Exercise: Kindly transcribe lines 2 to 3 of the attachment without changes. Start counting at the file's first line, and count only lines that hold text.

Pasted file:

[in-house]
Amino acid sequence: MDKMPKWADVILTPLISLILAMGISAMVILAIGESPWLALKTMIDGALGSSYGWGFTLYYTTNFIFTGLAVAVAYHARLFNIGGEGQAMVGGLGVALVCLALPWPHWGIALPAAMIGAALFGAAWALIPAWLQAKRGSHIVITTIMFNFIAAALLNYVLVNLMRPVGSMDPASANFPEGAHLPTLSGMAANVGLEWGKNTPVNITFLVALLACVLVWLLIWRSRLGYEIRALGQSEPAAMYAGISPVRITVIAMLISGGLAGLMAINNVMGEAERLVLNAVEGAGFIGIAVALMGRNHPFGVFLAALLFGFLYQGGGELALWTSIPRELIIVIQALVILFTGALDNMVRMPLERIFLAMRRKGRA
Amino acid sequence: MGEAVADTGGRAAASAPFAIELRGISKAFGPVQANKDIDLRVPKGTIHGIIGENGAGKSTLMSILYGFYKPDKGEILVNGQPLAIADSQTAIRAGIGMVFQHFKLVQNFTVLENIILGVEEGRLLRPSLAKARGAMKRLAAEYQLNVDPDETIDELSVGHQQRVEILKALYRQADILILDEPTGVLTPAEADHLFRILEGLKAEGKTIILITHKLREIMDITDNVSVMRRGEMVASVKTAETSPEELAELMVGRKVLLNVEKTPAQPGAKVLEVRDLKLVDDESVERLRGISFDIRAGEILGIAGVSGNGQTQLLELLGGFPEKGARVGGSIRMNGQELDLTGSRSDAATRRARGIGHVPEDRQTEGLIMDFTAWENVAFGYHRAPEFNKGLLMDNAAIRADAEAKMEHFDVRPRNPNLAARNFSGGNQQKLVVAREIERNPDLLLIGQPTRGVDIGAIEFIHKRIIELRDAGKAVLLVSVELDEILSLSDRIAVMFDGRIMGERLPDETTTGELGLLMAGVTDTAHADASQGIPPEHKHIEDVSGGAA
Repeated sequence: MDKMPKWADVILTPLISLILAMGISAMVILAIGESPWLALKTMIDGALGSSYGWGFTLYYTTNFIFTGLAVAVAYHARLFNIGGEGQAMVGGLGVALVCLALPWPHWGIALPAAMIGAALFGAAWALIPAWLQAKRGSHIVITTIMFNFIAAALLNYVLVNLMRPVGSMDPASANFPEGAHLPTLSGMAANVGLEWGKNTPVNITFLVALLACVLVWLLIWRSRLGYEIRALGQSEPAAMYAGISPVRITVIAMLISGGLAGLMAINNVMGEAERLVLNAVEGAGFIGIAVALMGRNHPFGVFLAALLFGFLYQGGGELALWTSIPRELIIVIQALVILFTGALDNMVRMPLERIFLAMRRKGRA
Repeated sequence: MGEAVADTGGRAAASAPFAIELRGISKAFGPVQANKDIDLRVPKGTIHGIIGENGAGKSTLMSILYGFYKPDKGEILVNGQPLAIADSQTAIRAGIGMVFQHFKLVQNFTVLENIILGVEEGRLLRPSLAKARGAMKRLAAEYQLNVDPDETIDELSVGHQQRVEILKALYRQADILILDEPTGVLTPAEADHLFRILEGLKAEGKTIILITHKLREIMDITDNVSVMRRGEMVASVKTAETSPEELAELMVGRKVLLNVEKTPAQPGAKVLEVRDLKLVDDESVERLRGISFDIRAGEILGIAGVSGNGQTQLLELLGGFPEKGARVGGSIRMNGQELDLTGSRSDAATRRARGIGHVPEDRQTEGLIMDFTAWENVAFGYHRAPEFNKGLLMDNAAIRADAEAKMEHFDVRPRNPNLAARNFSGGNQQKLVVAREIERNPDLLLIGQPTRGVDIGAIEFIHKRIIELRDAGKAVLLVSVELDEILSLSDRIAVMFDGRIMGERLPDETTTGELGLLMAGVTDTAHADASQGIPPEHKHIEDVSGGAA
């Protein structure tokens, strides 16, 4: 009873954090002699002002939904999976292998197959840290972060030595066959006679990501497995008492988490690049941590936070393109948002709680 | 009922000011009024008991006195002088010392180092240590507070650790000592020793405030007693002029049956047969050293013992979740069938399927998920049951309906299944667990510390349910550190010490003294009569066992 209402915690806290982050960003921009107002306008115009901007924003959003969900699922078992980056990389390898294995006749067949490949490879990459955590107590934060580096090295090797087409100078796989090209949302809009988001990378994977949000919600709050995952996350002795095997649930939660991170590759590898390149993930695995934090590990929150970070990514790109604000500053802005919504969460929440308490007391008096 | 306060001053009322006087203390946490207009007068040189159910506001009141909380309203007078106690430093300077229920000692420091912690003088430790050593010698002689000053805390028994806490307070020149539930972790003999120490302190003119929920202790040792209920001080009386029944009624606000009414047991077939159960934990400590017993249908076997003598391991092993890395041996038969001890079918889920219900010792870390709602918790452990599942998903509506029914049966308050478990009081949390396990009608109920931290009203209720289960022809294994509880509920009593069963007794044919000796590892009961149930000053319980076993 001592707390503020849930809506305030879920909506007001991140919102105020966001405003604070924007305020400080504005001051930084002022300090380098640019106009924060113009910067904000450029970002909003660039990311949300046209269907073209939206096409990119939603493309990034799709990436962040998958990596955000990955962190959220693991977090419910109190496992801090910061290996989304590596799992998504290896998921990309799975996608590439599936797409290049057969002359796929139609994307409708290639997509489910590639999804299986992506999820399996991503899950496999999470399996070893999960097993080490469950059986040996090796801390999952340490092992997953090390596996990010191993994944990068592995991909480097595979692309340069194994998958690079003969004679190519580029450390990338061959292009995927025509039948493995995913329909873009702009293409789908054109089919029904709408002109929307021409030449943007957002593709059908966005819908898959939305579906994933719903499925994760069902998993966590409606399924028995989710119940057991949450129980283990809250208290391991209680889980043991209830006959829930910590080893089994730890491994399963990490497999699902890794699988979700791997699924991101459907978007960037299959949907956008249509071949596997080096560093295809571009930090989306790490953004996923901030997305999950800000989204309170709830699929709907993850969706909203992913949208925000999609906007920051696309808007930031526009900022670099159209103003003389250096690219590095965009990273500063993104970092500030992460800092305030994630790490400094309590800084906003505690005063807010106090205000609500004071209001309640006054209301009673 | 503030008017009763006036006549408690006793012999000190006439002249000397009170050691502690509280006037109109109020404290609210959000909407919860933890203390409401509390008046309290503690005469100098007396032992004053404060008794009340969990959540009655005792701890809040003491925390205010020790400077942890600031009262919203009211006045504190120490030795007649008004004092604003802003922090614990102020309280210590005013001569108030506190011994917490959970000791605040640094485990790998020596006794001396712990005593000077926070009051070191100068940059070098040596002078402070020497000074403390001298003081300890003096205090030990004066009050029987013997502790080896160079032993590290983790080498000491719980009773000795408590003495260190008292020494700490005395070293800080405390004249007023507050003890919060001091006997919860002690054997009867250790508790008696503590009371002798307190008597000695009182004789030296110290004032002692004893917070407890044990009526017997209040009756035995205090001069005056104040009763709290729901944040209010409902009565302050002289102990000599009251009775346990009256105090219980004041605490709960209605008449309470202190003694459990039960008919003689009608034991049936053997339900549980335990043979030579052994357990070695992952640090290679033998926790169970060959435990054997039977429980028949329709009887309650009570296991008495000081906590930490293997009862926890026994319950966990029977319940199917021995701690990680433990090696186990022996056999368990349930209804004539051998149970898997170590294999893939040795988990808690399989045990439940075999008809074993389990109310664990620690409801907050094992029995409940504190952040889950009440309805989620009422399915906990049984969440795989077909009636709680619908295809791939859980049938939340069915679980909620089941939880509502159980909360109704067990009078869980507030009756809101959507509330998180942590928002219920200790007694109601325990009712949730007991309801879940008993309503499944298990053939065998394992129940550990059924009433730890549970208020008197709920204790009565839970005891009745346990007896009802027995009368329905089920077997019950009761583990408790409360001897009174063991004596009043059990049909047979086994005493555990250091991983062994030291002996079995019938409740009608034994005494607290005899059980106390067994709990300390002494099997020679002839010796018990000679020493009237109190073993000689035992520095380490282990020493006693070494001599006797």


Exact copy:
Amino acid sequence: MDKMPKWADVILTPLISLILAMGISAMVILAIGESPWLALKTMIDGALGSSYGWGFTLYYTTNFIFTGLAVAVAYHARLFNIGGEGQAMVGGLGVALVCLALPWPHWGIALPAAMIGAALFGAAWALIPAWLQAKRGSHIVITTIMFNFIAAALLNYVLVNLMRPVGSMDPASANFPEGAHLPTLSGMAANVGLEWGKNTPVNITFLVALLACVLVWLLIWRSRLGYEIRALGQSEPAAMYAGISPVRITVIAMLISGGLAGLMAINNVMGEAERLVLNAVEGAGFIGIAVALMGRNHPFGVFLAALLFGFLYQGGGELALWTSIPRELIIVIQALVILFTGALDNMVRMPLERIFLAMRRKGRA
Amino acid sequence: MGEAVADTGGRAAASAPFAIELRGISKAFGPVQANKDIDLRVPKGTIHGIIGENGAGKSTLMSILYGFYKPDKGEILVNGQPLAIADSQTAIRAGIGMVFQHFKLVQNFTVLENIILGVEEGRLLRPSLAKARGAMKRLAAEYQLNVDPDETIDELSVGHQQRVEILKALYRQADILILDEPTGVLTPAEADHLFRILEGLKAEGKTIILITHKLREIMDITDNVSVMRRGEMVASVKTAETSPEELAELMVGRKVLLNVEKTPAQPGAKVLEVRDLKLVDDESVERLRGISFDIRAGEILGIAGVSGNGQTQLLELLGGFPEKGARVGGSIRMNGQELDLTGSRSDAATRRARGIGHVPEDRQTEGLIMDFTAWENVAFGYHRAPEFNKGLLMDNAAIRADAEAKMEHFDVRPRNPNLAARNFSGGNQQKLVVAREIERNPDLLLIGQPTRGVDIGAIEFIHKRIIELRDAGKAVLLVSVELDEILSLSDRIAVMFDGRIMGERLPDETTTGELGLLMAGVTDTAHADASQGIPPEHKHIEDVSGGAA